Bonefish Fishing: In Pursuit of the Legendary Ghost
They are legendary in the Florida Keys. The “ghost of the flats”, the “gray ghost” or bonefish, has certainly seen its gamefish value rise in the last 25 years to become one of the most prized of species, pursued by saltwater fly anglers from all over the world.
In bygone years, the only attention paid by anglers to these incredible saltwater fish was by big game fishermen who caught them for use as bait for marlin fishing. Talk about missed opportunities!
Today, these incredibly elusive fish are considered to be among the world’s premier fly game fish and are highly sought after. In Florida, they are under conservation watch and fishing for them is strictly a catch and release activity. Bonefish recreational fishing is also very important to Florida’s economy.
An ongoing study by the University of Miami started in 2003 to track the Keys’ bonefish population pegged their annual economic contribution to the state at $1 billion. That comes out to roughly $3500 per bonefish. Factor in that these fish live about 20 years (conservative estimate) and do the math – that works out to about $75,000 per fish over the course of its life).
From a dollars and cents standpoint alone, these are some of the most valuable sport fish on the planet. And this is based on a bonefish population that has declined some 90% since the 1940s, by some estimations.
The albula vulpes (literally means “white fox”, alluding to the fish’s silvery color and cunning nature), which is the Latin genus-species name of these bony fish, are primarily caught for sport and are not commonly eaten.
As their name implies, they are quite boney and, even if they were legal to take home, I would not. Preparing and eating them would be a chore in itself, and they are far more valuable as gamefish. Having said that, they are eaten, however, in Hawaii where they tend to also be much bigger than their Atlantic cousins.
The bonefish, also known as the “phantom” or “gray ghost”, a moniker it sometimes shares with another Florida flats legend, the permit fish, for good reason. Not only is it considered by many to be pound for pound the strongest and speediest moving fish of any saltwater species, but it is also one of the hardest fish to catch… here one second, gone the next… hence, the ghost.
Bonefish Fishing Locations
Bonefish fishing is pretty much a shallow-water sport done in depths as low as a foot of water. They are found in warm seas worldwide and primarily inhabit shallow sand and grass flats of warm tropical waters, but also spend a good amount of their lives in deeper water.
A highly sought after fish for anglers fishing the Florida Keys, as previously noted, the bonefish also provides exciting angling opportunities for the fly fisherman and flats sight-fisherman alike off both coasts of Africa, along the coastal waters of the Hawaiian Islands, Mexico, Belize, the Bahamas and as far south as Brazil along the Atlantic.
They are usually found together in large schools as juveniles, sometimes in groups over 100, in shallow coastal areas, in the flats, along mangroves and also in deep waters, particularly when speaking of big bonefish or during their spawning season between November and May.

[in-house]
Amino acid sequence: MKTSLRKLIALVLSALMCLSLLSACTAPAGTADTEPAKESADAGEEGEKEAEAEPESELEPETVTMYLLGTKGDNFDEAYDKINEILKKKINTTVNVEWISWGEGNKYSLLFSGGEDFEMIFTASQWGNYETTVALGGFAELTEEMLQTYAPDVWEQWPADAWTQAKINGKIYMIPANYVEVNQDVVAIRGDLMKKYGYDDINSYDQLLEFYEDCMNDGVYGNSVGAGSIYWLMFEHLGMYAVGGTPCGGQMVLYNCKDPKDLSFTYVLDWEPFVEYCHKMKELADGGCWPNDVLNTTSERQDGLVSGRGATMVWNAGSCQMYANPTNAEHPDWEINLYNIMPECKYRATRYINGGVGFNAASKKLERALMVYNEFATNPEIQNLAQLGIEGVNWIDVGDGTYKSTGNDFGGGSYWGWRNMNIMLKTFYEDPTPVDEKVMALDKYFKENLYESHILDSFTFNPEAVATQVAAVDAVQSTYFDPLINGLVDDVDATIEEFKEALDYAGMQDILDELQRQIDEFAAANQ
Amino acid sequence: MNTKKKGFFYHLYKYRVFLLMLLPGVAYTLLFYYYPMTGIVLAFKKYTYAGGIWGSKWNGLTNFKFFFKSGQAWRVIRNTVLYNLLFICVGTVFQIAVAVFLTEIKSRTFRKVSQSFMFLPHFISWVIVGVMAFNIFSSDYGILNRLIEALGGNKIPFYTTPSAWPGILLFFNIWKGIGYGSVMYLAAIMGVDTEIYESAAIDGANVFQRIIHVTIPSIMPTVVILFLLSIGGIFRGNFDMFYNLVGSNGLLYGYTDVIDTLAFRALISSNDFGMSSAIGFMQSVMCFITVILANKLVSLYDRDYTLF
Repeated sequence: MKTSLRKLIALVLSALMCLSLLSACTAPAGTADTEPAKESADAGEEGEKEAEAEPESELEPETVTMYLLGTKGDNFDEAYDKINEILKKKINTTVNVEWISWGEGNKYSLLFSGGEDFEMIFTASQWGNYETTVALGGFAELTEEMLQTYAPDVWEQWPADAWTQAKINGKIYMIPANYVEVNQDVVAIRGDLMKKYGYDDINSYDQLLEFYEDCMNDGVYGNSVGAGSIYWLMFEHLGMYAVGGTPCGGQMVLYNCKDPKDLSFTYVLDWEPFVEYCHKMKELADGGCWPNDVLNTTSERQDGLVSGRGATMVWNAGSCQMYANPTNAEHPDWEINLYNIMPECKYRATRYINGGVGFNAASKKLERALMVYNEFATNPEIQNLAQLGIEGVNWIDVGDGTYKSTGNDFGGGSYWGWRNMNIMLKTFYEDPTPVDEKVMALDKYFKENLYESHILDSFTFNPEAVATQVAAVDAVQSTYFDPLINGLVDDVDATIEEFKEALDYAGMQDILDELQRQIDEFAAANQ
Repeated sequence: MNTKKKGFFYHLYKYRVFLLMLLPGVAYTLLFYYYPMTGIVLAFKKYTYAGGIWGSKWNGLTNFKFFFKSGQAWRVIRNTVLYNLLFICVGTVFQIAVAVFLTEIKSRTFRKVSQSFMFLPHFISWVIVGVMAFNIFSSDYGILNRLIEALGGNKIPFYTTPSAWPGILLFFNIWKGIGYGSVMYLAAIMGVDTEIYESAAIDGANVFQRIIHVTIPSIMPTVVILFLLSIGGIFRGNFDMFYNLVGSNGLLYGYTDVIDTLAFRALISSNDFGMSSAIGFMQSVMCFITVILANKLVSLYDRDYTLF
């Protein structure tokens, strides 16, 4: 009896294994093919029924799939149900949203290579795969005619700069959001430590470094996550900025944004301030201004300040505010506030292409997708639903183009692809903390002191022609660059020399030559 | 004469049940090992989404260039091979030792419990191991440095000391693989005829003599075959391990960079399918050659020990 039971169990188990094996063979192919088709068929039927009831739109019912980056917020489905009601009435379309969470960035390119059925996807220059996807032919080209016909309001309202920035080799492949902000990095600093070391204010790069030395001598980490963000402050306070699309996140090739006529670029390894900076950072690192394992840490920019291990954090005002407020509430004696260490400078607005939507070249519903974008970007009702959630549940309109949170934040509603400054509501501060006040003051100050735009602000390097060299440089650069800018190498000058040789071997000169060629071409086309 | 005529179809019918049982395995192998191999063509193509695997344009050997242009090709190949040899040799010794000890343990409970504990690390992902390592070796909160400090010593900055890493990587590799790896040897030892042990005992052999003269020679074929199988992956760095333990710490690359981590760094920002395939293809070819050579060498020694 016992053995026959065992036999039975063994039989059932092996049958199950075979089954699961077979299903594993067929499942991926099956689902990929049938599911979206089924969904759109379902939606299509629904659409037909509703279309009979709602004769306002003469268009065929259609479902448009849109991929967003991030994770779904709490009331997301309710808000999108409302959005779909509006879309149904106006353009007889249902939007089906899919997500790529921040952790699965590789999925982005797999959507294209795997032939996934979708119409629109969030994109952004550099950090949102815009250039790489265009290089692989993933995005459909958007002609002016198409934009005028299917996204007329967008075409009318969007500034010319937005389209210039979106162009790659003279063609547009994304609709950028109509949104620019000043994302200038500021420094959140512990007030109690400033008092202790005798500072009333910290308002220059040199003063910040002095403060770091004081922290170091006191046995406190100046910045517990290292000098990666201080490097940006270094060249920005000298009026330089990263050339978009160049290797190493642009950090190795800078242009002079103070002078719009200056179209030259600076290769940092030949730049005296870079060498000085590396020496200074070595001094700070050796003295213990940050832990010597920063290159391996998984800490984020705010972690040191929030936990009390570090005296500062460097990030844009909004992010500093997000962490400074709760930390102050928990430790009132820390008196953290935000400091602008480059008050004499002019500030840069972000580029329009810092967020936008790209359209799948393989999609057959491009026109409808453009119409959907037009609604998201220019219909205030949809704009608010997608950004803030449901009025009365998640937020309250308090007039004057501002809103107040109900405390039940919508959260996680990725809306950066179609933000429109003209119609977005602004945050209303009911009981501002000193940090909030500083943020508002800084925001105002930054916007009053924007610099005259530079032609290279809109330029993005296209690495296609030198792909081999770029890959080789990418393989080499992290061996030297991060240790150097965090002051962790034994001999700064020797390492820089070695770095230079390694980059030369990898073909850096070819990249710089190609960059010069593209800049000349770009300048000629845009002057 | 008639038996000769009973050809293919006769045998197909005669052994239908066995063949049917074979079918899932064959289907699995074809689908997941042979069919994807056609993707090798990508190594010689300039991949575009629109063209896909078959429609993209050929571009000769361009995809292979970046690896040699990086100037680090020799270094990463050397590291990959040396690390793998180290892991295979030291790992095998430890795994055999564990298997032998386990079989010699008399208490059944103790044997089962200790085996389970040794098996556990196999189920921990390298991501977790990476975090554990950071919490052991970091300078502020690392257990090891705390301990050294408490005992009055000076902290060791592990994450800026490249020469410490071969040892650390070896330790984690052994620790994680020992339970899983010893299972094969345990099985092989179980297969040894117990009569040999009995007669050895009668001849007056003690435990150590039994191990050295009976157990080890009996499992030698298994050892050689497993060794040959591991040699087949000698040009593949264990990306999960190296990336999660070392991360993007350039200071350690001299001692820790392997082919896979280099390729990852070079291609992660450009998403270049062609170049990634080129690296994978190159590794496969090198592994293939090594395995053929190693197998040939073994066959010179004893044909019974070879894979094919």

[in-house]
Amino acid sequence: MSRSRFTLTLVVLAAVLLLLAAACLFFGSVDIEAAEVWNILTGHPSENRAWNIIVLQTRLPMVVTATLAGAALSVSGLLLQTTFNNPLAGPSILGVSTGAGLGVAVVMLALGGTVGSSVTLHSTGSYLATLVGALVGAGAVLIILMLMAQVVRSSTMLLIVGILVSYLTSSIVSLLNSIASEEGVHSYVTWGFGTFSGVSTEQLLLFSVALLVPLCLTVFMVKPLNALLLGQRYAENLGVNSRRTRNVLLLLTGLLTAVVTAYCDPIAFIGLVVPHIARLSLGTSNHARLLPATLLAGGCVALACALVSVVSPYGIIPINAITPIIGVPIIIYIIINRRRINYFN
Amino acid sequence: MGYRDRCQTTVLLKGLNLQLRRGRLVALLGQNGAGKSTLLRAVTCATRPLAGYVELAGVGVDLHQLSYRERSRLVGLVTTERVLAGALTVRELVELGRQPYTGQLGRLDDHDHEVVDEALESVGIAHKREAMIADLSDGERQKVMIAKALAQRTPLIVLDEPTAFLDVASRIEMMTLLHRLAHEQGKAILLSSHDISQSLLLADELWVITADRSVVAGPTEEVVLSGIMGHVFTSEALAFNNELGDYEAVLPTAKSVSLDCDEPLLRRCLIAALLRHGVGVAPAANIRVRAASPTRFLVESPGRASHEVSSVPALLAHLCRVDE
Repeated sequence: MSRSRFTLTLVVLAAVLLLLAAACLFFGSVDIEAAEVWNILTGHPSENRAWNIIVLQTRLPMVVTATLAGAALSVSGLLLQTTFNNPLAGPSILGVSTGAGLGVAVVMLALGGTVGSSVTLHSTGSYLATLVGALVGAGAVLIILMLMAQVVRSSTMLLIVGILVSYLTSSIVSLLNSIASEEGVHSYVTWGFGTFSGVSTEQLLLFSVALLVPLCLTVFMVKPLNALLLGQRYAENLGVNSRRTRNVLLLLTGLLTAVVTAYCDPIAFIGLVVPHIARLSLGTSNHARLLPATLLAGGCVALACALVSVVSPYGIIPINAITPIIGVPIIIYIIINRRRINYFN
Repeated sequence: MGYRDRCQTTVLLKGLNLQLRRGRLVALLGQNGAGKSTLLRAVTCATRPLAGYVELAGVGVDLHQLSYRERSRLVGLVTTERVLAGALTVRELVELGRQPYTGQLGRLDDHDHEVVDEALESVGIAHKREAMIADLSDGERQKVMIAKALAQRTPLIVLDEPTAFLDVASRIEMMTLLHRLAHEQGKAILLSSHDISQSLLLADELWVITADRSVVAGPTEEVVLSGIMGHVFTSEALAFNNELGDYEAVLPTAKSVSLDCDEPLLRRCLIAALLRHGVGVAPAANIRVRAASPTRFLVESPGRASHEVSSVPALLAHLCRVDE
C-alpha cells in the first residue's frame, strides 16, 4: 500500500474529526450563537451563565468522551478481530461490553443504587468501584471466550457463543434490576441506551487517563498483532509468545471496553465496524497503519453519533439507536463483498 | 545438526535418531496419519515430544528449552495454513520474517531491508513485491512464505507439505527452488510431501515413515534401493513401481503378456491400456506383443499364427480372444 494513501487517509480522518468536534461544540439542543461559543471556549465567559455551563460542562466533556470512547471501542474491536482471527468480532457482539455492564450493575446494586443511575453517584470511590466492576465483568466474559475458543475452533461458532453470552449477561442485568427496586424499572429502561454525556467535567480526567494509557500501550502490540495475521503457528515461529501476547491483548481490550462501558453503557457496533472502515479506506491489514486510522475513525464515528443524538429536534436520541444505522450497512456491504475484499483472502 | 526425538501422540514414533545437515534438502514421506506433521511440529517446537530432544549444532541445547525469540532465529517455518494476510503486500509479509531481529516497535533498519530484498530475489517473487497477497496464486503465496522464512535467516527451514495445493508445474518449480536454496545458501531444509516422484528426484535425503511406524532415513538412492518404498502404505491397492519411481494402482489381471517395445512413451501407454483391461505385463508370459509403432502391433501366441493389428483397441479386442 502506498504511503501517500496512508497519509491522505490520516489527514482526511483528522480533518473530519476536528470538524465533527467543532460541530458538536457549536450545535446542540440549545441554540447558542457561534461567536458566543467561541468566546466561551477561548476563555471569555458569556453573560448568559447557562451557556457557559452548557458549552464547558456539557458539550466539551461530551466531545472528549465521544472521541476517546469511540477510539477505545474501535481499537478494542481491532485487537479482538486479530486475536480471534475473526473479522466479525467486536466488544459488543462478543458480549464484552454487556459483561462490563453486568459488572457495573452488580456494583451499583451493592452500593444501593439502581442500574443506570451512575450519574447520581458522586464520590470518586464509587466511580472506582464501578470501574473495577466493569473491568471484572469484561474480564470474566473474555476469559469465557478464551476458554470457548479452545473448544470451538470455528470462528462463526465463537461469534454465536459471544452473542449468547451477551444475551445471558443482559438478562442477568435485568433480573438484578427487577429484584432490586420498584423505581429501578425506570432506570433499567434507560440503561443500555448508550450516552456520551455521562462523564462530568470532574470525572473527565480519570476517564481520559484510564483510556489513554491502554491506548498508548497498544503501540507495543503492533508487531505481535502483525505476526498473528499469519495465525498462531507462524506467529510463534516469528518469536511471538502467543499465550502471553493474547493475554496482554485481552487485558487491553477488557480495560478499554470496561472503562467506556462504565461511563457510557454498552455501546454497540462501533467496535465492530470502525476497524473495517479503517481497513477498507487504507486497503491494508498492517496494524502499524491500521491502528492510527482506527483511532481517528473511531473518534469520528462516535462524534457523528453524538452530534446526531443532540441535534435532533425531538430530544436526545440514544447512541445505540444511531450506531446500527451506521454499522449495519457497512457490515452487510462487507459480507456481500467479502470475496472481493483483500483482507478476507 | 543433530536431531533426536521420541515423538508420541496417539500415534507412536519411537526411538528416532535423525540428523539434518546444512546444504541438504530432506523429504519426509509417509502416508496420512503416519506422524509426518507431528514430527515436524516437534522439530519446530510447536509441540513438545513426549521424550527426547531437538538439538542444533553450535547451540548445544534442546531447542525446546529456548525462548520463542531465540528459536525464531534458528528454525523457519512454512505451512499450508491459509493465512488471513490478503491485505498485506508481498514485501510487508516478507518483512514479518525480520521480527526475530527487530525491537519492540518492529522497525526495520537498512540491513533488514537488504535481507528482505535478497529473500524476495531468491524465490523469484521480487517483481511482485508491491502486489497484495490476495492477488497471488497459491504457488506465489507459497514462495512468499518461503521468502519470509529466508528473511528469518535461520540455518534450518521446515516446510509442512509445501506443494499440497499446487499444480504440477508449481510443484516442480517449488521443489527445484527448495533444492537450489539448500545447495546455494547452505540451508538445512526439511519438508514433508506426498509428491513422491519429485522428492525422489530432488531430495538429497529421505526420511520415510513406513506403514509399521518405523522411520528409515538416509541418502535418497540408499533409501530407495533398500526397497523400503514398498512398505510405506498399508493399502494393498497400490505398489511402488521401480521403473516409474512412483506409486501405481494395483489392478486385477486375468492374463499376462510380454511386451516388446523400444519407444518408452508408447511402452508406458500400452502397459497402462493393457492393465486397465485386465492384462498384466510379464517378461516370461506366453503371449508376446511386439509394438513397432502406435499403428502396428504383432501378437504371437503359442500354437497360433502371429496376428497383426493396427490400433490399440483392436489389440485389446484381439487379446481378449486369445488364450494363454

Bonefish Fishing Tips and Techniques
Fly fishing for bonefish is the most commonly practiced method for chasing these hard fighting fish. On the flats of the Florida Keys, sight-fishing for them is the preferred approach for many anglers. Though most flats fishing is done by fly fishing, there are also several productive ways to spin fish for bonefish as well, using live bait such as shrimp or crab.
“Flats boats” without motors are propelled by a method called “poling” where the boat is pushed along using a long pole, usually with a forked end. This is preferred over standard fishing boats on the flats because their shallow and stealth design allows the angler to get closer when in pursuit of these very keen and elusive fish in sometimes less than a foot of water.
Bonefish Fishing Seasons
Bonefish like warm water in the 70 degrees-plus range and but be found in The Florida Keys and other places year-round. However, March to October is the prime bonefish season in the Keys. They average 4 to 6 pounds but it’s not uncommon to catch specimens as big as 12 pounds.
The Upper Keys is more productive during the fall/winter. The early spring and fall seasons have been known to produce some really big catches. The Florida state record for the species is a 16-pound, 3-ounce fish caught off Islamorada.
Fishing for bonefish can provide any angler with a serious and memorable fight. Whether you enjoy wading the shallows of isolated flats or searching for cruising fish from the casting deck of a customized flats skiff, versatility is the key to success with this unique fish.
If you are new to this type of fishing, we recommend a bonefish guide or charter service, as this may be your best bet for finding and catching this wily fox of the flats.
On light tackle or fly fishing gear, bonefish are certainly a worthy adversary. Patience and persistence are key when chasing these very elusive fish. And, of course, always practice catch and release to help in the conservation of these beautiful and legendary fish.
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